PMCCPMCCPMCC

Search tips
Search criteria 

Advanced

 
Logo of nihpaAbout Author manuscriptsSubmit a manuscriptHHS Public Access; Author Manuscript; Accepted for publication in peer reviewed journal;
 
Bioconjug Chem. Author manuscript; available in PMC 2013 April 5.
Published in final edited form as:
PMCID: PMC3617504
NIHMSID: NIHMS454789

In Vivo Tumor-Targeted Fluorescence Imaging Using Near-Infrared Non-Cadmium Quantum Dots

Abstract

This article reported the high tumor targeting efficacy of RGD peptide labeled near-infrared (NIR) non-cadmium quantum dots (QDs). After using poly(ethylene glycol) to encapsulate InAs/InP/ZnSe QDs (emission maximum at about 800 nm), QD800-PEG dispersed well in PBS buffer with the hydrodynamic diameter (HD) of 15.9 nm and the circulation half-life of ~29 min. After coupling QD800-PEG with arginine–glycine–aspartic acid (RGD) or arginine–alanine–aspartic acid (RAD) peptides, we used nude mice bearing subcutaneous U87MG tumor as models to test tumor-targeted fluorescence imaging. The results indicated that the tumor uptake of QD800-RGD is much higher than those of QD800-PEG and QD800-RAD. The semiquantitative analysis of the region of interest (ROI) showed a high tumor uptake of 10.7 ± 1.5%ID/g in mice injected with QD800-RGD, while the tumor uptakes of QD800-PEG and QD800-RAD were 2.9 ± 0.3%ID/g and 4.0 ± 0.5%ID/g, respectively, indicating the specific tumor targeting of QD800-RGD. The high reproducibility of bioconjunction between QDs and the RGD peptide and the feasibility of QD-RGD bioconjugates as tumor-targeted fluorescence probes warrant the successful application of QDs for in vivo molecular imaging.

INTRODUCTION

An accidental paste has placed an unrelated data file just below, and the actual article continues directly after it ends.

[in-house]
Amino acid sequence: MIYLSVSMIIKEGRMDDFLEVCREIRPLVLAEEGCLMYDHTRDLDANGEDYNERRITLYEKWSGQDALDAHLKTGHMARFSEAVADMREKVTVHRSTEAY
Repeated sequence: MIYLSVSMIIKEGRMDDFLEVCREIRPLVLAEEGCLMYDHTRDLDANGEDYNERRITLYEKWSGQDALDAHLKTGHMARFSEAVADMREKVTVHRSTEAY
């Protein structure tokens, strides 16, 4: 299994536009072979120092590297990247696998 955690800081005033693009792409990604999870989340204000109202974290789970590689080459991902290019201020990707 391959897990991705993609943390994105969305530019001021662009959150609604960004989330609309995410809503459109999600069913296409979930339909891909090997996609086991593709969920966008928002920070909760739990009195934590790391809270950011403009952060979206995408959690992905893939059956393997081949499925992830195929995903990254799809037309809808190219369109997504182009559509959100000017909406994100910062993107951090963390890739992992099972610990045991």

The integration of nanotechnology with molecular biology and medicine has resulted in active developments of a new emerging research area-nanobiotechnology (1). This technological innovation, referred to as nanomedicine by the National Institutes of Health (NIH), has great potential to offer exciting and abundant opportunities for discovering new materials, processes, and phenomena in biomedicine. Nanoscale materials have now been widely exploited in many biomedical applications, such as biosensor, disease detection, molecular imaging, and disease treatment (27). The basic rationale is that the metal, metal oxide, semiconductor, or self-assembled molecular nanostrucuters have novel properties and functions that are not available from bulk counterparts or individual molecules. One of the most advanced and exciting forefronts of nanobiotechnology is the application of quantum dots (QDs) in biology and medicine (8). After surface functionalization using peptides, proteins, and antibodies, QDs indeed showed great ability to target and detect specific tissues in living subjects by the rapid readout of fluorescence imaging (916). Compared with the organic dyes and fluorescent proteins, QDs show many unique optical properties, such as narrow and tunable emission spectra, superior photostability, high quantum yields, and the capacity of simultaneous excitation of multiple fluorescence colors. Moreover, there are many more alternatives in QDs with NIR emission for in vivo imaging than organic dyes, such as CdTe/CdSe (17), InAsxP1-x/InP/ZnSe (18), CuInSe (19), and Cu-doped InP/ZnSe (20) QDs. The QDs emitting at above 700 nm in the NIR region minimize the problems of indigenous fluorescence of tissues and meet the requirements of in vivo biological imaging applications. However, it is reported that Cd-containing QDs indeed showed cytotoxicity under extreme conditions (21, 22). Several studies have shown that QDs may be systemically distributed in organs and tissues. The absorption, distribution, metabolism, and excretion characteristics are highly variable for QDs because of the wide variation in QD physicochemical properties (2325). For in vivo applications, metabolic clearance of the nanoparticles remains an issue, that is, it is hard to know about how these nanoparticles would be completely cleared out of the body. To avoid such a dilemma, one strategy is to replace the Cd metal by other more benign elements. For example, CuInS2/ZnS core/shell QDs do not contain any Class A elements (Cd, Pb, and Hg) or Class B elements (Se and As) (26), which may show great potential as biocompatible probes for biomedical applications. Recently, carbon dots (C-dots) as new emerging optical probes have aroused research interest because of their nontoxicity compared with semiconductor QDs (27). Another important strategy is the surface coating and modification of QDs, which improve water solubility, stability, and biocompatibility, and assign a desired bioactivity (24). For example, QDs can be coated with hydrophilic poly(ethylene glycol) (PEG) groups or a cross-linked silica shell (8, 28) to render QDs biocompatible and can be further conjugated with bioactive moieties to target specific biologic tissues or cells.